“ Tonight I have finished reading your book. If ever you visit Ireland, I would be priviliged to meet you.I have read many accounts of survivors of the Khmer Rouge genocide. Your book tells your story with startling honesty. Feels like I travelled the journey with you.” —Colm

“Seng, even though I knew a little of your story, reading “The Years of Zero: gave me such a better understanding of all the horror you endured in your young life, and the lives of all the good people in Cambodia during that terrible time in history. It is a true testament to your parents that you could survive and become who you are today. I wish you great success with your book. It is so well written and such a compelling story is hard to put down.” —Janice

“I finished your book a while back — what an incredible story. I’ve already recommended it to a few friends.I think yours is an important book for anybody who wants to understand the history of Cambodia to read. How old were you during the 1975 yo 1979 years? I know you were very young, and survive what you did is incredible.I’m sure you know your story has the potential to be a film. Have you shown it to a script writer?–Richard

“I just wanted to tell you that I read your book and was so inspired by it.  It was so well written, captivating, and authentic.  I am so glad that your book was published.  Today, I was working with and ESL teacher at Lowell High and I used the first paragraph in Chapter 27 to launch the class.  It was an intermediate ESL class.  They could relate to your story so well so I left the book with the classroom teacher to continue the story with them.  I hope that you can find time to write a sequel.  I would like to hear more about how you have adjusted to this American life.”—Carrie

“The kids were very interested and had questions about Cambodia & the Khmer Rouge that we tried to answer.  I’m pretty sure it was the highlight of their year-long study of immigration. They didn’t have time to read the whole book but were able to read passages.  The teacher is considering making it a larger part of the curriculum for next year, where I would assume that they would read the whole thing.  You are a great storyteller and have a background that’s truly amazing & inspiring.  Thanks you again for talking to us.—Todd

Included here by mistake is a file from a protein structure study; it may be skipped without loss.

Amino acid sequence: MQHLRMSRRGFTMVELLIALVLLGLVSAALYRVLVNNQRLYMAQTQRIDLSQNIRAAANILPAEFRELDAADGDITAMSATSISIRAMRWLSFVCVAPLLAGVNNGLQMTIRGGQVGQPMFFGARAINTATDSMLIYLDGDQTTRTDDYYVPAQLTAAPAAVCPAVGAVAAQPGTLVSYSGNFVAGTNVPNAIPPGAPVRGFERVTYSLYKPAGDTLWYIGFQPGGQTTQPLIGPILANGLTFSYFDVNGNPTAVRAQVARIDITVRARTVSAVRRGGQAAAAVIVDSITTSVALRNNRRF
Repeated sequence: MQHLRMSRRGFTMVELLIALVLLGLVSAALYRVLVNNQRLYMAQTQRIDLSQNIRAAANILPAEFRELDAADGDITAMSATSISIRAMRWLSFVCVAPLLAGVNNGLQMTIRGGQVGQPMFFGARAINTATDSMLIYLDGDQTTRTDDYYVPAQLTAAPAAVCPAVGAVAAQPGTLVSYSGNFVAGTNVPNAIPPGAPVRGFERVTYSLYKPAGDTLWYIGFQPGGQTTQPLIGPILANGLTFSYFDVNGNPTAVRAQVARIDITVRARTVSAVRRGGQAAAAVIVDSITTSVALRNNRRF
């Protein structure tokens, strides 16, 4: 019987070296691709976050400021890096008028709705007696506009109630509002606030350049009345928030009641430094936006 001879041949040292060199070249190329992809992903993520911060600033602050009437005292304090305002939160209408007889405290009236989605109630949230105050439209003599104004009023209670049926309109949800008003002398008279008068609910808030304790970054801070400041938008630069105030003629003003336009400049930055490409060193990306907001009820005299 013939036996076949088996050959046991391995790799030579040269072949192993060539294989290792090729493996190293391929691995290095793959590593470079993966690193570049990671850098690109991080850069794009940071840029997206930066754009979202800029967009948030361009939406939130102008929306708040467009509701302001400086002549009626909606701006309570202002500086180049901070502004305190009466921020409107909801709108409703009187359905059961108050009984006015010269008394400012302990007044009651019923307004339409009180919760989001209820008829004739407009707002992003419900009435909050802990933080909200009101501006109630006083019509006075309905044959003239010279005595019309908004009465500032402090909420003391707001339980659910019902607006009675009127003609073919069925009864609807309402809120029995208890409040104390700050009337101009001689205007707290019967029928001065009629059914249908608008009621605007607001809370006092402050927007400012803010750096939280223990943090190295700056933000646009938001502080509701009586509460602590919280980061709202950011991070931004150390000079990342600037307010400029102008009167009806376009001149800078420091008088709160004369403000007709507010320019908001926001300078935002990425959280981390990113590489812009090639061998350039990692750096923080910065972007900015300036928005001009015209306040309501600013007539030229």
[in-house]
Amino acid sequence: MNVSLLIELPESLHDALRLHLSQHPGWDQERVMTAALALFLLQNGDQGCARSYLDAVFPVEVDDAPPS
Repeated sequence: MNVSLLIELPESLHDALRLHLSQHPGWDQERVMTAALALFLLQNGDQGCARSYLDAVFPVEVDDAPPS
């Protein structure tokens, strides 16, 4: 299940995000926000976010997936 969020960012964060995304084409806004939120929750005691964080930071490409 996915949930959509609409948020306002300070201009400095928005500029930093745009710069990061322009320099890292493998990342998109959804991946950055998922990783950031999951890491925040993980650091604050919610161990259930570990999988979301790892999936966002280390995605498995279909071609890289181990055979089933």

“I have just finished reading your book. I started it last night and finished it this morning. I cried through a lot of it, but could not put it down. I am so very glad you put your life’s story in print and I wish everyone gets the chance to read it. You are a remarkable man and I wish you the best.”–Terry

“WOW! I just finished reading “The Year of Zero-Coming of Age Under the Khmer Rouge”.  I couldn’t put it down!  Well written and so informative and inspiring!!  Congrats to you! I have so much respectfor you and the Cambodian people who went through so much. I would recommend to all to read and wish you success with the exposure of your story.”—Darlene

“This is a powerful and often deeply painful read. It is important to read these accounts of the atrocities committed by the Khmer Rouge in Cambodia lest they be forgotten and repeated. I was and still am deeply awed by Mr. Seng Ty‘s resilience and unbreakable spirit even in the face of the brutality of his childhood experiences, glimpsed again and again throughout the pages of this memoir like brilliant flashes of light in the midst of a vast darkness. He is a very honorable and good-hearted person to have survived and triumphed, and is a great inspiration.”—Suzanna

“I did read your book. What a vivid, heart wrenching, powerful, inspiring, sad (yet at times funny), and ultimately uplifting story. I TRULY appreciate you sharing your story with me. I hope you’re finding that more and more people are reading the book. It is so important that your story is never forgotten.—Jon

“Glenn thought it was so well written and an amazing survival story. I also read it and couldn’t put it down. My heart went out to this young boy’s horrendous story of endurance.”—Glenn and Meredith 

“I just want to thank you again for taking the time to speak to my class. It was a very special treat to be able to talk with you in person and learn more about your story and the writing The Years of Zero.  As I said, I think your book is something unique, different from many of the other memoirs of KR survivors. Your special relationship with your mother and her spirit; your resolve to preserve your humanity and love for others despite the cruelty you endured; your will to bear witness; all of this combine to make your book an incredibly important contribution to Cambodian survival literature.”  George Chigas, Ph.D.